In this article it is submitted that the opportunity to create a strong and effective Department of Environment Affairs has been missed, hopefully temporarily. The 1993 Environment Conservation Amendment Acts does little to promote a system of comprehensive national environmental management. The Department of Environment's policy document and White Paper are deficient, particularly for failing to propose any fundamental restructuring of government departments to promote integrated conservation and land use and planning activities. The only area of environmental management which is likely to be restructured is that of pollution control. It seems that the pursuit of an holistic national environmental management system has fallen prey to a pragmatic but unenlightened rejection of an effective Department of Environment Affairs, and an unjustifiable sympathy for bureaucracies. Comparative analyses have shown, however, that an effective and participative management system is attainable.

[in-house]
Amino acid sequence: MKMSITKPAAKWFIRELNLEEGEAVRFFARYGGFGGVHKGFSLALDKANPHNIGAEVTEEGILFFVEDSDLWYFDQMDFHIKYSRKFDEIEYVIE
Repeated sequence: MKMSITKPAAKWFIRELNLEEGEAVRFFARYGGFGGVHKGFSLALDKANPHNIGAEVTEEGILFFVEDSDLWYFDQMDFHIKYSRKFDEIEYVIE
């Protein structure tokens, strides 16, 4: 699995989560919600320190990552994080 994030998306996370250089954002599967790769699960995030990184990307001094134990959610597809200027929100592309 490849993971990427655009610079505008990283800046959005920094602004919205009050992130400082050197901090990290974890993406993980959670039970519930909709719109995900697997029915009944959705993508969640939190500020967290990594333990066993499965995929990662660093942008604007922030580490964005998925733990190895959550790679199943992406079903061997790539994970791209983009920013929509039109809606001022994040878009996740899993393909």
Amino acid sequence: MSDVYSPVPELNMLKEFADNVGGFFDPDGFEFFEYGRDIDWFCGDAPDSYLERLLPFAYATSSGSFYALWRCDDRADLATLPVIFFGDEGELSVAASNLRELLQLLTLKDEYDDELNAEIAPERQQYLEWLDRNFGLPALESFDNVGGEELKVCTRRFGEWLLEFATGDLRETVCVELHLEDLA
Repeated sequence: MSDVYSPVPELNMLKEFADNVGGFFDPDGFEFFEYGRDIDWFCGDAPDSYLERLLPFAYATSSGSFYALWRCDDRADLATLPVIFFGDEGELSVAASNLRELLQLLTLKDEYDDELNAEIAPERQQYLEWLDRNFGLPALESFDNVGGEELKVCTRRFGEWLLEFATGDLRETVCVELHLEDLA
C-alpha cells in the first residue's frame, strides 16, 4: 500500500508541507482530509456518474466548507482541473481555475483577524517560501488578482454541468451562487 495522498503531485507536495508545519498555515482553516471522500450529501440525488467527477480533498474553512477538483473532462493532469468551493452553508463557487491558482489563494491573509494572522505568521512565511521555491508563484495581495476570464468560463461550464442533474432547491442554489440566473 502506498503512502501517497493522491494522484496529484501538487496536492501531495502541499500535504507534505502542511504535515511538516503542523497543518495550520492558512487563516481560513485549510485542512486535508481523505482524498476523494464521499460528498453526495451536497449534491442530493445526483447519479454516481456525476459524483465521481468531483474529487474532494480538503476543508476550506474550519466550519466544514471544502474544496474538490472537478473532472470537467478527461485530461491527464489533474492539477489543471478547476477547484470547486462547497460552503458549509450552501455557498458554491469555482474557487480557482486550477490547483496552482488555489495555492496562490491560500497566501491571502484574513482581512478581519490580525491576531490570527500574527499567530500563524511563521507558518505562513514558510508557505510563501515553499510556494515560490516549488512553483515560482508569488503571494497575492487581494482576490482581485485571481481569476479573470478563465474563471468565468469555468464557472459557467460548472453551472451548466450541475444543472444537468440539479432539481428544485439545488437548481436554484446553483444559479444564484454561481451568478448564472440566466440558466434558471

The purpose of this article is to draw attention to urgent needs that exist in the field of maternity protection for women in industry and to evaluate the extent to which the Transitional Constitution addresses these. Since a purely theoretical discussion would be of rather limited value, this paper utilises research which the author undertook in order to ascertain the nature of maternity benefits being provided by employers in the textile industry in selected areas of Natal during 1989-1990. The essential components of maternity protection for working women are job protection, the right to maternity leave for a specified period, a cash benefit to replace wages lost during the leave period, and adequate health and medical insurance during pregnancy, at the time of childbirth, and for postnatal care. South African legislation as it stands contains each of these components, but they are skewed in such a way as to undermine their effectiveness and thus that of the whole maternity policy policy package. In this article each of these components will be discussed in turn.